Mercury Staff
Earlier this year, a state bill to limit new recreational cannabis licenses was defeated, with an argument coming from Republicans that the cannabis industry should be dealt with by the free market like any other commodity. A new bill could change that.

Per KTVZ, a Central Oregon NBC affiliate, Senate Bill 218 came at the request of the governor's office, and has passed the Oregon Senate 18-0. It now goes before the House. The bill will place a two-year moratorium on any new cannabis grow licenses issued, in an effort to deal with Oregon's enormous cannabis surplus.

Existing growers may continue to renew their existing licenses during that time, or apply for a new license if there is a change in ownership or grow site location. It's billed as an "emergency" piece of legislation, because the grow licenses were threatening to organize, rise up, and kill their owners.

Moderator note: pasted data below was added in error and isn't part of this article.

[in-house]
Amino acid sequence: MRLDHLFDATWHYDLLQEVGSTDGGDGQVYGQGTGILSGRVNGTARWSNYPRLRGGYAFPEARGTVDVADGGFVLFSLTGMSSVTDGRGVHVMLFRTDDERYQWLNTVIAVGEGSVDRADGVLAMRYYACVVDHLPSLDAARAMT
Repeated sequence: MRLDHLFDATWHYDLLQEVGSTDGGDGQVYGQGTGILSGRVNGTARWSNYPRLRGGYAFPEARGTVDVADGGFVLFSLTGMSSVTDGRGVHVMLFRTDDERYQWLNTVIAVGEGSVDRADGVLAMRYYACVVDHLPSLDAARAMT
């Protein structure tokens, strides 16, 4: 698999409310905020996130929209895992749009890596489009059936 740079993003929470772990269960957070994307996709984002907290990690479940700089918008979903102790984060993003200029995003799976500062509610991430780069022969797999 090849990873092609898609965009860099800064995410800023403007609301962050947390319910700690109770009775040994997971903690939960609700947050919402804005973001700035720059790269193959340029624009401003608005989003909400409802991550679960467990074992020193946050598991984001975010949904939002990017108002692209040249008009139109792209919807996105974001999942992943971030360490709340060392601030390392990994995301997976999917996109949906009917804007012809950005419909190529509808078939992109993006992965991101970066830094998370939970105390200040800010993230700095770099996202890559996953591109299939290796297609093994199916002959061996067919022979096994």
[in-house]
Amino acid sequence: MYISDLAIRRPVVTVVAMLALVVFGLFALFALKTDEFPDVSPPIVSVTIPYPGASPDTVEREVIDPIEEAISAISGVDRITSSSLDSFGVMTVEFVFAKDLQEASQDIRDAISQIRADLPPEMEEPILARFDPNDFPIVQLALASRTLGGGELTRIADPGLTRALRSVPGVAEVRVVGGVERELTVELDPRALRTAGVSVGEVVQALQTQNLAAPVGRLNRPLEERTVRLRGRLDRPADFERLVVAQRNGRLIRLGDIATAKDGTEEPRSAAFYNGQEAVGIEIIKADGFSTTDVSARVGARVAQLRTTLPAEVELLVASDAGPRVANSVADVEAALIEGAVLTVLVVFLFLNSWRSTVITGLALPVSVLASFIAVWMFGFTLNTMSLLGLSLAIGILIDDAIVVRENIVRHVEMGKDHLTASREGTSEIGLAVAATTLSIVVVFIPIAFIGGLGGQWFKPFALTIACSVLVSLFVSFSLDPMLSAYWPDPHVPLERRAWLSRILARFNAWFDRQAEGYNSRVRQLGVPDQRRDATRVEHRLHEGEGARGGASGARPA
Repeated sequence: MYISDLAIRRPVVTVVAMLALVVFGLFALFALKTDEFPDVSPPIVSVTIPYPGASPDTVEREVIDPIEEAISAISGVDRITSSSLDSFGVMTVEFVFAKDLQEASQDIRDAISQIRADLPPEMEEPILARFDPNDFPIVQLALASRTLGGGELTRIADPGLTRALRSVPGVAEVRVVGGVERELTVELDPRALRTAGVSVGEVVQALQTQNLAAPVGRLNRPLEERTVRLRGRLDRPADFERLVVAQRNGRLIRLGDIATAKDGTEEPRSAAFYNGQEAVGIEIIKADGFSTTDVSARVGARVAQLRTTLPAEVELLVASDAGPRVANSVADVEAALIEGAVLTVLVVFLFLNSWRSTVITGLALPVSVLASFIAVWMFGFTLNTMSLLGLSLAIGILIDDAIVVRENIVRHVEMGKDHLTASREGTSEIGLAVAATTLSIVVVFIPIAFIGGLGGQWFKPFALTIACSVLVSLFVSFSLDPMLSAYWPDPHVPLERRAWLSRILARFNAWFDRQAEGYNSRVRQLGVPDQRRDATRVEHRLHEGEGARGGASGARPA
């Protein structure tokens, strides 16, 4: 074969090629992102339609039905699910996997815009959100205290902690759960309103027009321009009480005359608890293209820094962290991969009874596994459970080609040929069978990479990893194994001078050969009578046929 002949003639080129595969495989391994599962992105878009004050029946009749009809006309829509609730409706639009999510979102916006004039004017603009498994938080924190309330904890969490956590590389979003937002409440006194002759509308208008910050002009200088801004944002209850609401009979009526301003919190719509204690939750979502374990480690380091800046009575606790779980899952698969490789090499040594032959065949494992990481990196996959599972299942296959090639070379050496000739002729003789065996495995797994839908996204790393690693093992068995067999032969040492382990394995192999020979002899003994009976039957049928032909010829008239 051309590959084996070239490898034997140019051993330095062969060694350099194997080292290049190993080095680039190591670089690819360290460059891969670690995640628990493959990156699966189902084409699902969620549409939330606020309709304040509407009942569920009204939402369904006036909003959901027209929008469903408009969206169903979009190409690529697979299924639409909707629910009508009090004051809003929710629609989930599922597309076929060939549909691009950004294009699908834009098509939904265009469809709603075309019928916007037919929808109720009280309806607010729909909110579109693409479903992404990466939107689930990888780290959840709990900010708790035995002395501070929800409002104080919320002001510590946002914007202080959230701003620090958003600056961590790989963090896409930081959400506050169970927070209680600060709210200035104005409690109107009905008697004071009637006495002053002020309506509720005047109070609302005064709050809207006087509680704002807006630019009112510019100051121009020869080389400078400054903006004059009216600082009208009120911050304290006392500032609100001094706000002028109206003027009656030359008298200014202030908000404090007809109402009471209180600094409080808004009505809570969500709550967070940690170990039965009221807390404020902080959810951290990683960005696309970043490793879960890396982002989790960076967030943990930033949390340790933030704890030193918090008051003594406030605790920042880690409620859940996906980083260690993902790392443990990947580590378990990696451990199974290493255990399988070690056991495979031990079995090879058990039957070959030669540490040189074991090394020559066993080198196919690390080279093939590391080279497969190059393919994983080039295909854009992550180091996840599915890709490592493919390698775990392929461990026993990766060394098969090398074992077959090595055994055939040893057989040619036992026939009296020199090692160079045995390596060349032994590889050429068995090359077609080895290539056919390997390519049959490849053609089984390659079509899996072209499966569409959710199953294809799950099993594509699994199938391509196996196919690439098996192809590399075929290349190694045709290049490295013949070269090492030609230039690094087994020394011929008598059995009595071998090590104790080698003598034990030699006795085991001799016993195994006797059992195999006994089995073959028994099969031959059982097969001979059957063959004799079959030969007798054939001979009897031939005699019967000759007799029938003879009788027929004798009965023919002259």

No, not really. Oregon Senate Democrats issued a press release which explained that this was being done to help stabilize prices and, of course, deal with unwanted diversion to the illegal market. Per the statement:

“We currently have a flood of cannabis production happening in our state,” Sen. Floyd Prozanski (D-Eugene) said. “There is a ‘green rush’ happening in our state right now and, while we support a healthy and thriving new cannabis industry, the oversupply has caused plummeting product costs. Much of the product created by this oversupply is going into the illicit market that legalized cannabis was intended to curb. This bill will protect the existing legal market.”